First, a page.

Brigid A. Morris, MD
Specialty: Internal Medicine
Location and Office HoursKannapolis Internal Medicine
559 Jackson Park Rd
Kannapolis, NC 28083
- BlueCross BlueShield
- BlueCross BlueShield of North Carolina
- Coventry Health Care
- First Health
- Great-West Healthcare Cigna
- United Healthcare
- Carolinas Medical Center Northeast
Can analgesics cause kidney damage?
National Kidney Foundation answeredHeavy or long-term use of certain analgesics, such as ibuprofen, naproxen and higher-dose aspirin, can cause chronic kidney disease known as chronic interstitial nephritis. The warning labels on over-the-counter analgesics tell you not to use these medicines for more than 10 days for pain and more than three days for fever. If you have pain and/or fever for a longer time, you should see your doctor. The doctor can check for possible medical problems and advise you about what medications you should take. If you have kidney disase, check with your doctor to be sure you can use analgesics safely.
How will an implantable cardioverter defibrillator affect my lifestyle?
Piedmont Heart Institute answered
The low-energy electrical pulses your implantable cardioverter defibrillator (ICD) gives aren't painful. You may not notice them, or you may feel a fluttering in your chest.
The high-energy pulses or shocks your ICD gives last only a fraction of a second and feel like a thumping or painful kick in the chest, depending on their strength.
Your doctor may give you medicine to decrease the number of irregular heartbeats you have. This will reduce the number of high-energy pulses sent to your heart. Such medicines include amiodarone or sotalol and beta blockers.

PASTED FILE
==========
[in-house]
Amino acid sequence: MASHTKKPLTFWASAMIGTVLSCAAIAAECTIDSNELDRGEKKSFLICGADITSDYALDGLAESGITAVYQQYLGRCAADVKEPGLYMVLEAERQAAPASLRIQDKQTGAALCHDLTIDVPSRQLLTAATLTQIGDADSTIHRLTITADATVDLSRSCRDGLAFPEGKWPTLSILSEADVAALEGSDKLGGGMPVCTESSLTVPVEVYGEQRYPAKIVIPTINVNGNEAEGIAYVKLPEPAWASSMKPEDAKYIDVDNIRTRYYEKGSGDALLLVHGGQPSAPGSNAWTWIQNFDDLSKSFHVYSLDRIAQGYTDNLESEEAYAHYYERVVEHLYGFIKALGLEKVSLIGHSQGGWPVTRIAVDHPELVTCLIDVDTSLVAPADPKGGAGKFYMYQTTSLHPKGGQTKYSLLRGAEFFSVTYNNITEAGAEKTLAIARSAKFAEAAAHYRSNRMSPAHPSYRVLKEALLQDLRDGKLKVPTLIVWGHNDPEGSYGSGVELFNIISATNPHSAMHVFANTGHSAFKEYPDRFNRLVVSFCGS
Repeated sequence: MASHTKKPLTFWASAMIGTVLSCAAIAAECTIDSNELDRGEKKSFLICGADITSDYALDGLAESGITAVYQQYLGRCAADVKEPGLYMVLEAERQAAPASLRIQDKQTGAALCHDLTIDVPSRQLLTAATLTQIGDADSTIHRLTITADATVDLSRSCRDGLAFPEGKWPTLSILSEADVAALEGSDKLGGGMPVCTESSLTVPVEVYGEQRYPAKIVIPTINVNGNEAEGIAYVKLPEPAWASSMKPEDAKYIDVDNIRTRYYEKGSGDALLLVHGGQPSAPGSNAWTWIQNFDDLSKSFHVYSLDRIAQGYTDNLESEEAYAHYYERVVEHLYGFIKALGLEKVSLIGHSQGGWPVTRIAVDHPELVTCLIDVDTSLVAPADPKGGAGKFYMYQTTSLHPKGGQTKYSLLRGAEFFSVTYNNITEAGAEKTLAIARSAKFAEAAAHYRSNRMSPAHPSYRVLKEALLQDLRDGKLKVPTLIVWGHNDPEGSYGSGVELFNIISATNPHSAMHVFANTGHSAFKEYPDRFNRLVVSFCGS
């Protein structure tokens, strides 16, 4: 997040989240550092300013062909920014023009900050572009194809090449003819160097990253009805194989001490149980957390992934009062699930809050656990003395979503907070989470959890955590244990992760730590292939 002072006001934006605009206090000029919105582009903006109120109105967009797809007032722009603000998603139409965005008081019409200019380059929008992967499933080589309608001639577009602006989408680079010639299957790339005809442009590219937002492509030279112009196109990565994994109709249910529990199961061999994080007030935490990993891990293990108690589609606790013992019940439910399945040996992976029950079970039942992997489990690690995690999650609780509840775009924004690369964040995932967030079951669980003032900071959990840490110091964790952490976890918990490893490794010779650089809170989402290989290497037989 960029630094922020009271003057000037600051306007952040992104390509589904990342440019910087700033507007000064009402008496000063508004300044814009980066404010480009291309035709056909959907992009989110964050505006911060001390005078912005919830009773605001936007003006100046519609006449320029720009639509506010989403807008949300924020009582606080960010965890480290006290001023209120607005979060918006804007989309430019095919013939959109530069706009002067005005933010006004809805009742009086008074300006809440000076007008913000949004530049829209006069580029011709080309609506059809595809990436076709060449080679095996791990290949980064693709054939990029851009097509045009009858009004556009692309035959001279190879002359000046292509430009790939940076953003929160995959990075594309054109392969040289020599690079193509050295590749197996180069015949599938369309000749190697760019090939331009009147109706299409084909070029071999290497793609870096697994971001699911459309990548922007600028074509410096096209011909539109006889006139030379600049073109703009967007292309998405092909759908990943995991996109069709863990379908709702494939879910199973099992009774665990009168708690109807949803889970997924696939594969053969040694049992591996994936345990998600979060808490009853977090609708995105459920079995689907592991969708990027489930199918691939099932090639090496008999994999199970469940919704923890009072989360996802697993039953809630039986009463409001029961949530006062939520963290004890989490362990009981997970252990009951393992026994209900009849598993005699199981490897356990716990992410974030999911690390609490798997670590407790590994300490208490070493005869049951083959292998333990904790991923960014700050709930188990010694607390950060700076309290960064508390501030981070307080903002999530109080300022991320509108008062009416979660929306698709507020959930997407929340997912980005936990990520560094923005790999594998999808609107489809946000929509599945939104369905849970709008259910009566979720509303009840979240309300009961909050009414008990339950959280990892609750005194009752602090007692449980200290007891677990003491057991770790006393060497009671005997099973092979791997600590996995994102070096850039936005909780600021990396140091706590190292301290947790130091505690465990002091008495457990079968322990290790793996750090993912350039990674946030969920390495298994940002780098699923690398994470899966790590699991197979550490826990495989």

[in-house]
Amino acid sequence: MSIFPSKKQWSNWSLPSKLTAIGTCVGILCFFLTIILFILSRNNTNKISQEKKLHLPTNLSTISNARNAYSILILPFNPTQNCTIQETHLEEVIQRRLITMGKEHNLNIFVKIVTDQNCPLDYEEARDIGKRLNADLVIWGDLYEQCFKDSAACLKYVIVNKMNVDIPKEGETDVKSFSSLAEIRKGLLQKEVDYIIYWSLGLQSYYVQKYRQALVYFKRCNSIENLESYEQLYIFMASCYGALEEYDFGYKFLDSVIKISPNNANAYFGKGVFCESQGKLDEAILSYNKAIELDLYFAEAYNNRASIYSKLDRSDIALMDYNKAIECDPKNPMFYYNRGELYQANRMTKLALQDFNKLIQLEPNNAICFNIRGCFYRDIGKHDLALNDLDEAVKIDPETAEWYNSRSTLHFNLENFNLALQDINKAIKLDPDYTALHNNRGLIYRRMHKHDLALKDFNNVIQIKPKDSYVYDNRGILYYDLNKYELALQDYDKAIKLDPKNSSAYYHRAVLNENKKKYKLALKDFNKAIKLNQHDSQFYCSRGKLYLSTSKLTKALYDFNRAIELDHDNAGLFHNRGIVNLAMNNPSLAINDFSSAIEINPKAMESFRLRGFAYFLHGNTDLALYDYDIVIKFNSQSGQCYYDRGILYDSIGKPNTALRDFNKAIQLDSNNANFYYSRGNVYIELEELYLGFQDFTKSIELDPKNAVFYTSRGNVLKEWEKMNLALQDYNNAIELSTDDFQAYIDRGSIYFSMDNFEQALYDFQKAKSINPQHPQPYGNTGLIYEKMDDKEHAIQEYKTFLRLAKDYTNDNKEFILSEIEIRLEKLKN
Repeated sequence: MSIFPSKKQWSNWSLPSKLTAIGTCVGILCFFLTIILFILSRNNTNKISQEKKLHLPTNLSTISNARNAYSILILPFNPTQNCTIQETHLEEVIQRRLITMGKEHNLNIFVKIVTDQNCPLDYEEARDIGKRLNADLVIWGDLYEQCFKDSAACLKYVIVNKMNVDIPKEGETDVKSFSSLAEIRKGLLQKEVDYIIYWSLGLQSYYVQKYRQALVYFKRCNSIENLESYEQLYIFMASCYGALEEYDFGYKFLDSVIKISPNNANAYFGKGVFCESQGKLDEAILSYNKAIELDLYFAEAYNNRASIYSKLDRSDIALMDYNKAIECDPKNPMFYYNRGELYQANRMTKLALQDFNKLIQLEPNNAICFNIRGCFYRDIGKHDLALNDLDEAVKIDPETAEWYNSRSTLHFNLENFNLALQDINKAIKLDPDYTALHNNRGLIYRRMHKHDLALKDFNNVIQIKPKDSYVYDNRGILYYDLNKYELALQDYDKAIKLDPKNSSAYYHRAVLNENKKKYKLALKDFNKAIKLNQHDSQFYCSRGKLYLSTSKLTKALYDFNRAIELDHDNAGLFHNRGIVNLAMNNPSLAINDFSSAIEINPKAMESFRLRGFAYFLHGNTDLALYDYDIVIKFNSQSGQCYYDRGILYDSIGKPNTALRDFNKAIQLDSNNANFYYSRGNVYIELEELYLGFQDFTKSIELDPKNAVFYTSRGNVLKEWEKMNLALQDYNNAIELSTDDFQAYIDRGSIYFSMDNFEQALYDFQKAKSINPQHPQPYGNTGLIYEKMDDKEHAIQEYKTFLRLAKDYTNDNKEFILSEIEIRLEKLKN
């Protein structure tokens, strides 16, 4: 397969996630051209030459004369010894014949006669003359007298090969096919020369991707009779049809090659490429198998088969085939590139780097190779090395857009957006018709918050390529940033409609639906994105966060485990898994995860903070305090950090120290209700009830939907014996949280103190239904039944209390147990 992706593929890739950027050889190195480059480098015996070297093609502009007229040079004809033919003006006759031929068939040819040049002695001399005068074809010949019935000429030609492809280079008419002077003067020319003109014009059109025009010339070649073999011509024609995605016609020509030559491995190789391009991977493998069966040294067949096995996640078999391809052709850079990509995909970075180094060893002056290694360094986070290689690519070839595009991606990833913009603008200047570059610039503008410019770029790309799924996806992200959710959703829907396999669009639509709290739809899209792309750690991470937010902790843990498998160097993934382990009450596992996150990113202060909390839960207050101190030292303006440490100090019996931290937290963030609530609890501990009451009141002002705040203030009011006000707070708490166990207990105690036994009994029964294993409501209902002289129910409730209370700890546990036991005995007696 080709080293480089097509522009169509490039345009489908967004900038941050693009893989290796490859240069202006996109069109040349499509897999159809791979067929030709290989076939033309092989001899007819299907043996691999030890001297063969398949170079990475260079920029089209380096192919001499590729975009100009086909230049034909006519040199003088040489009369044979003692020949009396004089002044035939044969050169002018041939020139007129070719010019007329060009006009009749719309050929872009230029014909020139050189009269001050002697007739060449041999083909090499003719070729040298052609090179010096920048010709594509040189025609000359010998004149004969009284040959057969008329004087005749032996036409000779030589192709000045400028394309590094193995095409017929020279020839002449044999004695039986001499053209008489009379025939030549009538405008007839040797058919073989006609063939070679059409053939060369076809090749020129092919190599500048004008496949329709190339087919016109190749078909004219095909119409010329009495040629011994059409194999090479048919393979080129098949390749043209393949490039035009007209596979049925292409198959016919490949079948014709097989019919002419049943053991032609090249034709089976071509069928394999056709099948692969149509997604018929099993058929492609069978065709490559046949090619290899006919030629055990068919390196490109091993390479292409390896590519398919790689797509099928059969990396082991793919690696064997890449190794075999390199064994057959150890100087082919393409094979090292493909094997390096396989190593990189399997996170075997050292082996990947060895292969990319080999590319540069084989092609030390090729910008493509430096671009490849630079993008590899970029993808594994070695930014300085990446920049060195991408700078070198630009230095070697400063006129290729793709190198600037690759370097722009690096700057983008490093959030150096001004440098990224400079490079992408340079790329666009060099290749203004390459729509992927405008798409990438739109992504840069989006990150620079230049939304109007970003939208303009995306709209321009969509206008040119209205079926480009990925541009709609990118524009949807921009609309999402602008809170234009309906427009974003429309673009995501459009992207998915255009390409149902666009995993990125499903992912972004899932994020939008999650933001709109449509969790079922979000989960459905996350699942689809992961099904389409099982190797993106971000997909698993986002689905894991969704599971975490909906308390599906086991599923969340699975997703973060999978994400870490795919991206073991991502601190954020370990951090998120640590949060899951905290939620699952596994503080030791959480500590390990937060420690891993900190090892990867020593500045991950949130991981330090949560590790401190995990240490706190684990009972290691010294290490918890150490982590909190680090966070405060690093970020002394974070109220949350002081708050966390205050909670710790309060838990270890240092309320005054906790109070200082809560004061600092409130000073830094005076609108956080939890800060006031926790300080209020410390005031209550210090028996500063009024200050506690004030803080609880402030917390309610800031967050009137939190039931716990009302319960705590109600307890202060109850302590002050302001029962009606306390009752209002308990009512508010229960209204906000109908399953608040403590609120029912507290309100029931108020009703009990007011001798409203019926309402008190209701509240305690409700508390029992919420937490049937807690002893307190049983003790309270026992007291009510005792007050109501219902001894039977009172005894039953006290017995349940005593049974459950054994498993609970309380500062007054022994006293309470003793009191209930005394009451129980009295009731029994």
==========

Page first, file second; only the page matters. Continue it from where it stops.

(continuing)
Your doctor may want you to call his or her office or come in within 24 hours of getting a strong shock from your ICD. See your doctor or go to an emergency room right away if you get many strong shocks within a short time.
This answer from the National Heart, Lung and Blood Institute has been reviewed and/or edited by Dr. William D. Knopf.
What is Brugada syndrome?
Brugada syndrome, also known as sudden unexplained nocturnal death syndrome (SUNDS), is a rare heart disease characterized by irregular heartbeat. Other symptoms may include fainting, seizures, breathing problems, nightmares, disrupted sleep, and sudden death. These problems often occur when a person is either sleeping or at rest. There are four types of Brugada syndrome.
Brugada syndrome most often affects people in their thirties. However, symptoms can appear at any age. The average age of sudden death among people with Brugada syndrome is about 40 for all types of the disease.
Brugada syndrome can be classified as type 1, type 2, type 3, or type 4. Type 1, the most studied type, is sometimes caused by mutations or defects in the SCN5A gene. The SCN5A gene provides instructions for making the cardiac sodium channel, which is essential to the normal electrical functioning and rhythm of the heart. Only about one-third of people with Brugada syndrome have been identified as having a mutated copy of this gene. Most SCN5A mutations cause arrhythmias that produce channels that continue to operate late in the cardiac cycle when normal channels are silent; such late activity creates an environment for chaotic rhythms and sudden death. Some researchers believe that some cases of sudden infant death syndrome (SIDS) are also caused by a mutation in the SCN5A gene. In those individuals without a mutated SCN5A gene, the cause of type 1 Brugada syndrome is often unknown. In some cases, a nongenetic form of Brugada syndrome may be caused by certain drugs. Drugs used to treat some forms of arrhythmia (irregular heart beat), angina (chest pain), high blood pressure, and depression and other mental illnesses can cause an altered heart rhythm.
When Brugada syndrome is inherited, or passed down among family members, it follows an autosomal dominant pattern of inheritance. This means that only one copy of the defective gene is needed for the disease to occur.
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